Govt outlines dot-com dos and don'ts

Another nail was quietly tapped into the coffin of dot-com anarchy yesterday, with the federal government's release of its Best Practice Model for e-businesses.

The business model -- which was jointly developed by the National Office for the Information Economy, the Treasury and the Minister for Financial Services & Regulation's (Joe Hockey's) Expert Group on Electronic Commerce -- outlines principles designed to establish a standardised mode of operation for Australian businesses connected to the internet.

In a statement issued yesterday, Hockey said the model was designed to "build consumer confidence in Australian e-commerce vendors and, subsequently, Australia's reputation as a place to do business".

The model is also designed to "spell out the responsibilities of businesses that trade online", the statement said.

The release of the model was welcomed by the Australian Consumers' Association, which said of existing levels of service available on the internet: "Clearly, there's loads of room for improvement."

The ACA cited figures from a global e-commerce survey, which found that only 32 per cent of e-businesses currently supply on their website information pertaining to methods of placing complaints and 25 per cent of e-businesses offer no address or telephone contact details on their website.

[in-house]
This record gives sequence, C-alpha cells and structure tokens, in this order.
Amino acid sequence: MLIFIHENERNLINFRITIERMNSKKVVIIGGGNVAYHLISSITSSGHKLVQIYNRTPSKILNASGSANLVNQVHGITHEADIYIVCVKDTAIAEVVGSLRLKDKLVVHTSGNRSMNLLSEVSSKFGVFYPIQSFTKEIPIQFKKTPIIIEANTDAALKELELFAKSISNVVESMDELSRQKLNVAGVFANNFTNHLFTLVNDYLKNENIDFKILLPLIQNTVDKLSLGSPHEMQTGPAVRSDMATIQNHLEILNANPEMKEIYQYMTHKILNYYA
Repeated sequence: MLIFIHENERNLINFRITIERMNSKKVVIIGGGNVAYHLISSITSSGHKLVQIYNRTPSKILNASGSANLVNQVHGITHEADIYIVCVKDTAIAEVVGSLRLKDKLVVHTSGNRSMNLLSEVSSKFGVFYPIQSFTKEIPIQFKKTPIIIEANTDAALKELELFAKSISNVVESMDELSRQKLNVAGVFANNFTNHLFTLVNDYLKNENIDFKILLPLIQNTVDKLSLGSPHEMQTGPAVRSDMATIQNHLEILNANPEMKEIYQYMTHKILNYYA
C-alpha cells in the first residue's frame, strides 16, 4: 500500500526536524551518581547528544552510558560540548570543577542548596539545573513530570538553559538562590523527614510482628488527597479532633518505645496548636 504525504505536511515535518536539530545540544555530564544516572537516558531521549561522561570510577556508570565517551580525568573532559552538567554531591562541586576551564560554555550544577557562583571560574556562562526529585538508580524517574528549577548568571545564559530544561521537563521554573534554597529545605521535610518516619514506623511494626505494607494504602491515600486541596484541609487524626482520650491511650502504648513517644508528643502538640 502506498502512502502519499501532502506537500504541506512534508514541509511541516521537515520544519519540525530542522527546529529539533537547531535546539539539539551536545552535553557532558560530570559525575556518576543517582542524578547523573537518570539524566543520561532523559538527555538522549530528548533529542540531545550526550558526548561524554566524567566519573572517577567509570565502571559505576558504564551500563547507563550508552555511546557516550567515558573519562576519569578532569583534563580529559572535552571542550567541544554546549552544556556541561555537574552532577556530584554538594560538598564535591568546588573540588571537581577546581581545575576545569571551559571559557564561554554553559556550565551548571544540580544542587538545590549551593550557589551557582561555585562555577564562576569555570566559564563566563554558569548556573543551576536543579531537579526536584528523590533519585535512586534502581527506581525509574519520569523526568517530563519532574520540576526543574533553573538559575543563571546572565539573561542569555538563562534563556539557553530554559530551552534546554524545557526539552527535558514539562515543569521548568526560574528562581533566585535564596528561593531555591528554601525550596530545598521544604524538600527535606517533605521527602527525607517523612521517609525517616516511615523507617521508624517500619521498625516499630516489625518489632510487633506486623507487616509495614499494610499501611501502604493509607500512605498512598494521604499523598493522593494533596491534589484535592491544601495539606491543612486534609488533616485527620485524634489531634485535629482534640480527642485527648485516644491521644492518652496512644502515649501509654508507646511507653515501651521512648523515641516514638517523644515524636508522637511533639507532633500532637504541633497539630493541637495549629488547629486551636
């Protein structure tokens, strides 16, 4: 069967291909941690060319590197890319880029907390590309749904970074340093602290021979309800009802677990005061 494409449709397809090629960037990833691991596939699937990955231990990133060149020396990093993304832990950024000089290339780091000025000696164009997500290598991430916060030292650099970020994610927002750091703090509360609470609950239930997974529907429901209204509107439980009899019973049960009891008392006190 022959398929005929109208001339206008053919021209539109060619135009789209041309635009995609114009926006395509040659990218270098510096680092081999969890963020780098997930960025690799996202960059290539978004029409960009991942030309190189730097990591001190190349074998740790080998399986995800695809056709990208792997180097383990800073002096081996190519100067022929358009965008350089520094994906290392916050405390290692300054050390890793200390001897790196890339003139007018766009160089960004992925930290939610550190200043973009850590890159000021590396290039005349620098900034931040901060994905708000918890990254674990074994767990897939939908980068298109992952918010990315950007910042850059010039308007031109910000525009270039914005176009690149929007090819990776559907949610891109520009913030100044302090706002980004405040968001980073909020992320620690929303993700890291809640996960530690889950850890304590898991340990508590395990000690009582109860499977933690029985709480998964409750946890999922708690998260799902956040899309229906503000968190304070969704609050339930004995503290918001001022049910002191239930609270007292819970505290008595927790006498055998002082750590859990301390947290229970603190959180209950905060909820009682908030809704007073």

Additionally, only 14 per cent of e-businesses state on their website that customer information will not be given to third parties without consent. And 73 per cent of online traders fail to provide contract terms, such as guarantees, warranties and exchange/refund information.

Among the e-commerce standards included in the model are:

An "opt-in" approach to commercial email, whereby businesses can only forward email to existing customers and those who have requested it.

A requirement for businesses to make their offline operation easily identifiable via their website.

Clear information posted on business websites explaining online payment methods and security systems.

Adherence to the Privacy Commissioner's National Principles for the Fair Handling of Personal Information in the treatment of customer data.

Website publication of the business's terms and conditions of service.

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